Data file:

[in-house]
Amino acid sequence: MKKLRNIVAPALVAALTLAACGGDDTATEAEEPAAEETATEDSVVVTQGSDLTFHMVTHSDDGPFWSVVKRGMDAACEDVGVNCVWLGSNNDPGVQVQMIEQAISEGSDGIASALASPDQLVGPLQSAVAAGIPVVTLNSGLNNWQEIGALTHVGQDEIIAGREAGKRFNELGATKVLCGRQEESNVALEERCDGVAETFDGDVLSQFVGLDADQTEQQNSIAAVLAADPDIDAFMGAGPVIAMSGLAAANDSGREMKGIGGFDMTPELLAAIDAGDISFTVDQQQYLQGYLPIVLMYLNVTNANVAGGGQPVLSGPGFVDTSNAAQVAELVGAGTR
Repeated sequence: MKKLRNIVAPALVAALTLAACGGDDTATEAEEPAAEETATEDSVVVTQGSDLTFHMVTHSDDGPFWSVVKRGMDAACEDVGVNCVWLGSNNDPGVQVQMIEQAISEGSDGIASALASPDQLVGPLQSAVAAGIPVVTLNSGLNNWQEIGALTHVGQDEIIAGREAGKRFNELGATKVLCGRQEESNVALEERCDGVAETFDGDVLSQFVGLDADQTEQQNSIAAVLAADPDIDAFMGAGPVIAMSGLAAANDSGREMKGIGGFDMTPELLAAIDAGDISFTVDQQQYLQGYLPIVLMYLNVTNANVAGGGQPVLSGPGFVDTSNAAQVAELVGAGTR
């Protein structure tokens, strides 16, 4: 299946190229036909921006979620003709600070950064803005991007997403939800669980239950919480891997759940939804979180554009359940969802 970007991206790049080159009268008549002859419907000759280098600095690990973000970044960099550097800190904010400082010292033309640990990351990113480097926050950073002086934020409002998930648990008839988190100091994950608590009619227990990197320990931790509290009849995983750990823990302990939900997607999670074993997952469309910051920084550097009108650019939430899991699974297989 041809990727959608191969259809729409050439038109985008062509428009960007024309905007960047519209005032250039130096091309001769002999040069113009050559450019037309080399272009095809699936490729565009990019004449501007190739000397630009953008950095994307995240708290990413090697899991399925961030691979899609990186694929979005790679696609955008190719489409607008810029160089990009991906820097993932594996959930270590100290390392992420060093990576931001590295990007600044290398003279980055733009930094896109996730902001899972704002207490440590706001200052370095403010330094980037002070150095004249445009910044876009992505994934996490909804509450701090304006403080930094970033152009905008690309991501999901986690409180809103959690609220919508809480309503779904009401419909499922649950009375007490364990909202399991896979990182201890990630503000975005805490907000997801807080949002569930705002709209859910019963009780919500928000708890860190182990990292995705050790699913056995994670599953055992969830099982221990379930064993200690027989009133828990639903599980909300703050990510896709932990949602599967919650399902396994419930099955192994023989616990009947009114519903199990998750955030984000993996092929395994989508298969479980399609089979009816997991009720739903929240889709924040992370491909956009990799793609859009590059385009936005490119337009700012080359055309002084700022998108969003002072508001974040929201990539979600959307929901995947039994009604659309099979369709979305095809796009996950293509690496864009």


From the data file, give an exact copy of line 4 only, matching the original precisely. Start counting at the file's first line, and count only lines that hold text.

């Protein structure tokens, strides 16, 4: 299946190229036909921006979620003709600070950064803005991007997403939800669980239950919480891997759940939804979180554009359940969802 970007991206790049080159009268008549002859419907000759280098600095690990973000970044960099550097800190904010400082010292033309640990990351990113480097926050950073002086934020409002998930648990008839988190100091994950608590009619227990990197320990931790509290009849995983750990823990302990939900997607999670074993997952469309910051920084550097009108650019939430899991699974297989 041809990727959608191969259809729409050439038109985008062509428009960007024309905007960047519209005032250039130096091309001769002999040069113009050559450019037309080399272009095809699936490729565009990019004449501007190739000397630009953008950095994307995240708290990413090697899991399925961030691979899609990186694929979005790679696609955008190719489409607008810029160089990009991906820097993932594996959930270590100290390392992420060093990576931001590295990007600044290398003279980055733009930094896109996730902001899972704002207490440590706001200052370095403010330094980037002070150095004249445009910044876009992505994934996490909804509450701090304006403080930094970033152009905008690309991501999901986690409180809103959690609220919508809480309503779904009401419909499922649950009375007490364990909202399991896979990182201890990630503000975005805490907000997801807080949002569930705002709209859910019963009780919500928000708890860190182990990292995705050790699913056995994670599953055992969830099982221990379930064993200690027989009133828990639903599980909300703050990510896709932990949602599967919650399902396994419930099955192994023989616990009947009114519903199990998750955030984000993996092929395994989508298969479980399609089979009816997991009720739903929240889709924040992370491909956009990799793609859009590059385009936005490119337009700012080359055309002084700022998108969003002072508001974040929201990539979600959307929901995947039994009604659309099979369709979305095809796009996950293509690496864009």